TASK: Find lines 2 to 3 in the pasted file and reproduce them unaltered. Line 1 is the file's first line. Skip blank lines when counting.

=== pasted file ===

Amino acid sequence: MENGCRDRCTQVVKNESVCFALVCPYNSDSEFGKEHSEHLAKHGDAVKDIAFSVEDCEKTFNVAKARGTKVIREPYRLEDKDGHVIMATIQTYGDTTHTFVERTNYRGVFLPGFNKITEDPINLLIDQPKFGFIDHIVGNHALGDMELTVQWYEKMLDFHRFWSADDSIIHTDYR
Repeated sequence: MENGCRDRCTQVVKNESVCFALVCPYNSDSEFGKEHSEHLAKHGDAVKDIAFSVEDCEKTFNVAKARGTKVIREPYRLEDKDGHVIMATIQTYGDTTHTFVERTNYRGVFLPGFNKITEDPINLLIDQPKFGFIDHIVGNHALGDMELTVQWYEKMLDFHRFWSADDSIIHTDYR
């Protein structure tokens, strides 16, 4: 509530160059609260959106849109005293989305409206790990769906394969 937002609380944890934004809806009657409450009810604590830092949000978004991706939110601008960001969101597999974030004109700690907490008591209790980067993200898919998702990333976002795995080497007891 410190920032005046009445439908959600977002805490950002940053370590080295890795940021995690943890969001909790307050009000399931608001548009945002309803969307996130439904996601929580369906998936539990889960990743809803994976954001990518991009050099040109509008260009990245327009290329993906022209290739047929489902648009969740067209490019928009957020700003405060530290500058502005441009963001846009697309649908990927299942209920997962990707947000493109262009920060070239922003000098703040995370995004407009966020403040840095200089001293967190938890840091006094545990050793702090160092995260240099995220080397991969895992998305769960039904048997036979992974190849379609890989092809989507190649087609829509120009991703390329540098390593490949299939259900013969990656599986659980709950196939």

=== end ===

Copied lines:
Repeated sequence: MENGCRDRCTQVVKNESVCFALVCPYNSDSEFGKEHSEHLAKHGDAVKDIAFSVEDCEKTFNVAKARGTKVIREPYRLEDKDGHVIMATIQTYGDTTHTFVERTNYRGVFLPGFNKITEDPINLLIDQPKFGFIDHIVGNHALGDMELTVQWYEKMLDFHRFWSADDSIIHTDYR
């Protein structure tokens, strides 16, 4: 509530160059609260959106849109005293989305409206790990769906394969 937002609380944890934004809806009657409450009810604590830092949000978004991706939110601008960001969101597999974030004109700690907490008591209790980067993200898919998702990333976002795995080497007891 410190920032005046009445439908959600977002805490950002940053370590080295890795940021995690943890969001909790307050009000399931608001548009945002309803969307996130439904996601929580369906998936539990889960990743809803994976954001990518991009050099040109509008260009990245327009290329993906022209290739047929489902648009969740067209490019928009957020700003405060530290500058502005441009963001846009697309649908990927299942209920997962990707947000493109262009920060070239922003000098703040995370995004407009966020403040840095200089001293967190938890840091006094545990050793702090160092995260240099995220080397991969895992998305769960039904048997036979992974190849379609890989092809989507190649087609829509120009991703390329540098390593490949299939259900013969990656599986659980709950196939």